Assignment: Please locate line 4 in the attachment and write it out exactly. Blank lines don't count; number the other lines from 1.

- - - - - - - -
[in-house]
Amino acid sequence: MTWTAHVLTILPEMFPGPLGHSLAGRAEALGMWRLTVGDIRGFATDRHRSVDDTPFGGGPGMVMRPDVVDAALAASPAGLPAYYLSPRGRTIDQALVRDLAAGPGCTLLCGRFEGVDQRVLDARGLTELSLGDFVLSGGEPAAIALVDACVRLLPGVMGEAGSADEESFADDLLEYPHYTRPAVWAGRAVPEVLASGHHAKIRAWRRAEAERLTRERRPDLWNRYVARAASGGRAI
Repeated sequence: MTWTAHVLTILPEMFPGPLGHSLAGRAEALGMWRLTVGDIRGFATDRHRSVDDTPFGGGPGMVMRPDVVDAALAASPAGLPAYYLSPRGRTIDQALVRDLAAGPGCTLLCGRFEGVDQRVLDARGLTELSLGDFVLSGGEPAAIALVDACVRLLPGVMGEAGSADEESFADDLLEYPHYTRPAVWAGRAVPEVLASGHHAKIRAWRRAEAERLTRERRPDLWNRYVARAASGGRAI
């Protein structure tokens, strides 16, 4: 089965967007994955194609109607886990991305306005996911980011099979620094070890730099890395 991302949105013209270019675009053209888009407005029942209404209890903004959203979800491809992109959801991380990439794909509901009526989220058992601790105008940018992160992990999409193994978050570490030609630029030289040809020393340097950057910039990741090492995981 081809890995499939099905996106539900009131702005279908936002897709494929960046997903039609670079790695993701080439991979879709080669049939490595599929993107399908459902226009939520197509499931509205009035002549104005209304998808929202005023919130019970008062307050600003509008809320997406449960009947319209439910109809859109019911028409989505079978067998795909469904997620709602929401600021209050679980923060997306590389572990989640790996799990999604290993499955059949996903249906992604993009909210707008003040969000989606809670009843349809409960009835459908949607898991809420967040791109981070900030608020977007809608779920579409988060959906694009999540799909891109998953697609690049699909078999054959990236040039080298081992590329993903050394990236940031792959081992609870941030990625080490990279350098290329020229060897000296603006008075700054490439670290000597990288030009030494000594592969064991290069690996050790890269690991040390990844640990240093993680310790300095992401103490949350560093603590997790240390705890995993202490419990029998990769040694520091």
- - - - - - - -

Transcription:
């Protein structure tokens, strides 16, 4: 089965967007994955194609109607886990991305306005996911980011099979620094070890730099890395 991302949105013209270019675009053209888009407005029942209404209890903004959203979800491809992109959801991380990439794909509901009526989220058992601790105008940018992160992990999409193994978050570490030609630029030289040809020393340097950057910039990741090492995981 081809890995499939099905996106539900009131702005279908936002897709494929960046997903039609670079790695993701080439991979879709080669049939490595599929993107399908459902226009939520197509499931509205009035002549104005209304998808929202005023919130019970008062307050600003509008809320997406449960009947319209439910109809859109019911028409989505079978067998795909469904997620709602929401600021209050679980923060997306590389572990989640790996799990999604290993499955059949996903249906992604993009909210707008003040969000989606809670009843349809409960009835459908949607898991809420967040791109981070900030608020977007809608779920579409988060959906694009999540799909891109998953697609690049699909078999054959990236040039080298081992590329993903050394990236940031792959081992609870941030990625080490990279350098290329020229060897000296603006008075700054490439670290000597990288030009030494000594592969064991290069690996050790890269690991040390990844640990240093993680310790300095992401103490949350560093603590997790240390705890995993202490419990029998990769040694520091």